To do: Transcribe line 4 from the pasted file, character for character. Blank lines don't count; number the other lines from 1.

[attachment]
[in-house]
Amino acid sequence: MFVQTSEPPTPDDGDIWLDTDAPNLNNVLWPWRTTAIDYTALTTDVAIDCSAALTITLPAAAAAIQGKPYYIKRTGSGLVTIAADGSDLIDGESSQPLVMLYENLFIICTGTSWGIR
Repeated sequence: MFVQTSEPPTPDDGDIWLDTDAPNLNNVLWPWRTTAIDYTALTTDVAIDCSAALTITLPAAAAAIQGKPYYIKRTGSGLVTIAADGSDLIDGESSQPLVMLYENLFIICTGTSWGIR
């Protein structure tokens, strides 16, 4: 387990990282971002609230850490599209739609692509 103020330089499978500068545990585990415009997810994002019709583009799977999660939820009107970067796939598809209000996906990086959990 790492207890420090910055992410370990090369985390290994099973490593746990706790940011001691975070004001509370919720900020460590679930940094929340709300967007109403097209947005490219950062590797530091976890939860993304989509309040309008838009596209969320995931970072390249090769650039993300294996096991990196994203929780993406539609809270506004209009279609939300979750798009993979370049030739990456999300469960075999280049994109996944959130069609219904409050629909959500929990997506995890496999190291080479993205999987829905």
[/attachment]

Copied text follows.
């Protein structure tokens, strides 16, 4: 387990990282971002609230850490599209739609692509 103020330089499978500068545990585990415009997810994002019709583009799977999660939820009107970067796939598809209000996906990086959990 790492207890420090910055992410370990090369985390290994099973490593746990706790940011001691975070004001509370919720900020460590679930940094929340709300967007109403097209947005490219950062590797530091976890939860993304989509309040309008838009596209969320995931970072390249090769650039993300294996096991990196994203929780993406539609809270506004209009279609939300979750798009993979370049030739990456999300469960075999280049994109996944959130069609219904409050629909959500929990997506995890496999190291080479993205999987829905």